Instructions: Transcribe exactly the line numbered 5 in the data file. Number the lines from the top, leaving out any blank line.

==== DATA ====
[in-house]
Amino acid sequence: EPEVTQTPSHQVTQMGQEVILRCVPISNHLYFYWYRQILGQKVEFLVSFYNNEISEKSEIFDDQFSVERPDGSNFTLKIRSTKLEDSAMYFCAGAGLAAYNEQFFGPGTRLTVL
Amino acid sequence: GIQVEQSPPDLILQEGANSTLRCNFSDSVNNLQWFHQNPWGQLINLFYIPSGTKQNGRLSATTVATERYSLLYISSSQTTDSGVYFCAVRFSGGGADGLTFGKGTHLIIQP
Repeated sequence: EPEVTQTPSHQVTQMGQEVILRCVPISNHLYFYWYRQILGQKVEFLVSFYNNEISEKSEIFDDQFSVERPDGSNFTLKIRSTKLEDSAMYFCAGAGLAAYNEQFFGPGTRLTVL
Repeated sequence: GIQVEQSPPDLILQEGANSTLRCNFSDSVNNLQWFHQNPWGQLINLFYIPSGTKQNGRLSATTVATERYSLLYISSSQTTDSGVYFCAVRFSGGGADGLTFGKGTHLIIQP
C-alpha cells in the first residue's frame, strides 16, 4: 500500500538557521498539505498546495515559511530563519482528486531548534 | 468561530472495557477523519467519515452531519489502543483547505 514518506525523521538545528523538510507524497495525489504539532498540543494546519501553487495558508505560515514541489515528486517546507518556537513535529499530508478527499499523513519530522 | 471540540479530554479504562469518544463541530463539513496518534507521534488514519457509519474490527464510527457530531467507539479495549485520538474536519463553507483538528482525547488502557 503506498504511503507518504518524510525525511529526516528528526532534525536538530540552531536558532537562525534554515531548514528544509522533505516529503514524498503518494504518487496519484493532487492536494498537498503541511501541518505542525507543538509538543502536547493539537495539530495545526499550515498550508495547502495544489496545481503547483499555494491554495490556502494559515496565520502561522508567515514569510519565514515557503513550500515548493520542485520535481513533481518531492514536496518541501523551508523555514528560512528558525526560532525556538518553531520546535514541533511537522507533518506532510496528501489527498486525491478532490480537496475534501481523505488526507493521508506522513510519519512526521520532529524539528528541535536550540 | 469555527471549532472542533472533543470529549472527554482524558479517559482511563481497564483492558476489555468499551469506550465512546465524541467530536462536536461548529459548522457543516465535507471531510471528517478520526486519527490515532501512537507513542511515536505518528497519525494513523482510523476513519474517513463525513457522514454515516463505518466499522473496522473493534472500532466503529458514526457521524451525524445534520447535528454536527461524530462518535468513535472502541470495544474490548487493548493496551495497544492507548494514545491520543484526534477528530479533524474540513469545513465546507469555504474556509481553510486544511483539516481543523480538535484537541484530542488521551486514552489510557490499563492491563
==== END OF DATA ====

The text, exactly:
Repeated sequence: GIQVEQSPPDLILQEGANSTLRCNFSDSVNNLQWFHQNPWGQLINLFYIPSGTKQNGRLSATTVATERYSLLYISSSQTTDSGVYFCAVRFSGGGADGLTFGKGTHLIIQP